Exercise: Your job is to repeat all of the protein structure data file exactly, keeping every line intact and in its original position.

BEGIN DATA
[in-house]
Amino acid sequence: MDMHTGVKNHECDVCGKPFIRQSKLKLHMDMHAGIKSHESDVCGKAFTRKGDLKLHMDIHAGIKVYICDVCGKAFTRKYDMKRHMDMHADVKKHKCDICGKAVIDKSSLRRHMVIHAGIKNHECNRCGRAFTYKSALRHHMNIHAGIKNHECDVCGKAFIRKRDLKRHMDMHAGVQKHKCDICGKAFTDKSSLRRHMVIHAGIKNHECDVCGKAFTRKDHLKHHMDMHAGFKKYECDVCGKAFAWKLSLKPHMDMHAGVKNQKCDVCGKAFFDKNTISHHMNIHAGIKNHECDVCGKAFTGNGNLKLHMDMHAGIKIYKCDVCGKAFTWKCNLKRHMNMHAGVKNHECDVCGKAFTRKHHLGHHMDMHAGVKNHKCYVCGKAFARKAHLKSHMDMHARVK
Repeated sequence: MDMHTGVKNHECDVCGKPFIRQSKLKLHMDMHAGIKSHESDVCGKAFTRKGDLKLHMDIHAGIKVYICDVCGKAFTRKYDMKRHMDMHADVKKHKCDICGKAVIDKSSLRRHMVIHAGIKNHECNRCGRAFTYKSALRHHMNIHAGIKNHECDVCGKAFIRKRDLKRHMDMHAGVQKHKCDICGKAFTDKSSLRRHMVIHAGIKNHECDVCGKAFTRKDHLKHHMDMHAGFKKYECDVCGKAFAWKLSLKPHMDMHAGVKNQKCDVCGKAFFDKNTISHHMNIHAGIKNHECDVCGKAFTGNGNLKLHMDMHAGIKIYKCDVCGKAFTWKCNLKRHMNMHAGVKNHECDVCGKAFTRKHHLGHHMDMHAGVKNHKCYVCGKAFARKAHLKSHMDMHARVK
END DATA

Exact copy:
[in-house]
Amino acid sequence: MDMHTGVKNHECDVCGKPFIRQSKLKLHMDMHAGIKSHESDVCGKAFTRKGDLKLHMDIHAGIKVYICDVCGKAFTRKYDMKRHMDMHADVKKHKCDICGKAVIDKSSLRRHMVIHAGIKNHECNRCGRAFTYKSALRHHMNIHAGIKNHECDVCGKAFIRKRDLKRHMDMHAGVQKHKCDICGKAFTDKSSLRRHMVIHAGIKNHECDVCGKAFTRKDHLKHHMDMHAGFKKYECDVCGKAFAWKLSLKPHMDMHAGVKNQKCDVCGKAFFDKNTISHHMNIHAGIKNHECDVCGKAFTGNGNLKLHMDMHAGIKIYKCDVCGKAFTWKCNLKRHMNMHAGVKNHECDVCGKAFTRKHHLGHHMDMHAGVKNHKCYVCGKAFARKAHLKSHMDMHARVK
Repeated sequence: MDMHTGVKNHECDVCGKPFIRQSKLKLHMDMHAGIKSHESDVCGKAFTRKGDLKLHMDIHAGIKVYICDVCGKAFTRKYDMKRHMDMHADVKKHKCDICGKAVIDKSSLRRHMVIHAGIKNHECNRCGRAFTYKSALRHHMNIHAGIKNHECDVCGKAFIRKRDLKRHMDMHAGVQKHKCDICGKAFTDKSSLRRHMVIHAGIKNHECDVCGKAFTRKDHLKHHMDMHAGFKKYECDVCGKAFAWKLSLKPHMDMHAGVKNQKCDVCGKAFFDKNTISHHMNIHAGIKNHECDVCGKAFTGNGNLKLHMDMHAGIKIYKCDVCGKAFTWKCNLKRHMNMHAGVKNHECDVCGKAFTRKHHLGHHMDMHAGVKNHKCYVCGKAFARKAHLKSHMDMHARVK